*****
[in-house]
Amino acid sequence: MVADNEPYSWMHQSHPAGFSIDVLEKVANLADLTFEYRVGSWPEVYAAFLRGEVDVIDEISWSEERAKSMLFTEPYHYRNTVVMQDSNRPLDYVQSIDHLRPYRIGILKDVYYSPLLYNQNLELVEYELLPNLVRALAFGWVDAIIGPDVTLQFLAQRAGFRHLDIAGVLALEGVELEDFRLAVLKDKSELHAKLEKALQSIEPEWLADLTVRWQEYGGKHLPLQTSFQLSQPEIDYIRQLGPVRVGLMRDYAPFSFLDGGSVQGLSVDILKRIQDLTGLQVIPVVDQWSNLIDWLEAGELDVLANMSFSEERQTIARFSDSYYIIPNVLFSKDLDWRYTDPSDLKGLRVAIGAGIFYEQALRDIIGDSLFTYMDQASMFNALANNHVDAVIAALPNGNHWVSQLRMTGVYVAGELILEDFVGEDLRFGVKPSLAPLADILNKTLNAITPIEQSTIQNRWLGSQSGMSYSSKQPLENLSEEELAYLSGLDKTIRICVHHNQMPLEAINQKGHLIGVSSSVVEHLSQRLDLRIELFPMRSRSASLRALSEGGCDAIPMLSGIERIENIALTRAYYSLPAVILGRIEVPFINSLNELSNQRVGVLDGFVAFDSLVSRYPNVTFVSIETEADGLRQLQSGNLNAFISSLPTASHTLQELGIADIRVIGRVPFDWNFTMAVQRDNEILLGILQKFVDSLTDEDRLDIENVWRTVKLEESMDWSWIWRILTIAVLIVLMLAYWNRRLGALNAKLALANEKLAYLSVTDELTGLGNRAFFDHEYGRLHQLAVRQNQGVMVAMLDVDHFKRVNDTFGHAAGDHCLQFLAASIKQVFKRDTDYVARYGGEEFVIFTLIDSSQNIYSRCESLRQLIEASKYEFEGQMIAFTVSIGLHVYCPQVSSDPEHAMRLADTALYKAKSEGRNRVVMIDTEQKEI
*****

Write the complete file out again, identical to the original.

[in-house]
Amino acid sequence: MVADNEPYSWMHQSHPAGFSIDVLEKVANLADLTFEYRVGSWPEVYAAFLRGEVDVIDEISWSEERAKSMLFTEPYHYRNTVVMQDSNRPLDYVQSIDHLRPYRIGILKDVYYSPLLYNQNLELVEYELLPNLVRALAFGWVDAIIGPDVTLQFLAQRAGFRHLDIAGVLALEGVELEDFRLAVLKDKSELHAKLEKALQSIEPEWLADLTVRWQEYGGKHLPLQTSFQLSQPEIDYIRQLGPVRVGLMRDYAPFSFLDGGSVQGLSVDILKRIQDLTGLQVIPVVDQWSNLIDWLEAGELDVLANMSFSEERQTIARFSDSYYIIPNVLFSKDLDWRYTDPSDLKGLRVAIGAGIFYEQALRDIIGDSLFTYMDQASMFNALANNHVDAVIAALPNGNHWVSQLRMTGVYVAGELILEDFVGEDLRFGVKPSLAPLADILNKTLNAITPIEQSTIQNRWLGSQSGMSYSSKQPLENLSEEELAYLSGLDKTIRICVHHNQMPLEAINQKGHLIGVSSSVVEHLSQRLDLRIELFPMRSRSASLRALSEGGCDAIPMLSGIERIENIALTRAYYSLPAVILGRIEVPFINSLNELSNQRVGVLDGFVAFDSLVSRYPNVTFVSIETEADGLRQLQSGNLNAFISSLPTASHTLQELGIADIRVIGRVPFDWNFTMAVQRDNEILLGILQKFVDSLTDEDRLDIENVWRTVKLEESMDWSWIWRILTIAVLIVLMLAYWNRRLGALNAKLALANEKLAYLSVTDELTGLGNRAFFDHEYGRLHQLAVRQNQGVMVAMLDVDHFKRVNDTFGHAAGDHCLQFLAASIKQVFKRDTDYVARYGGEEFVIFTLIDSSQNIYSRCESLRQLIEASKYEFEGQMIAFTVSIGLHVYCPQVSSDPEHAMRLADTALYKAKSEGRNRVVMIDTEQKEI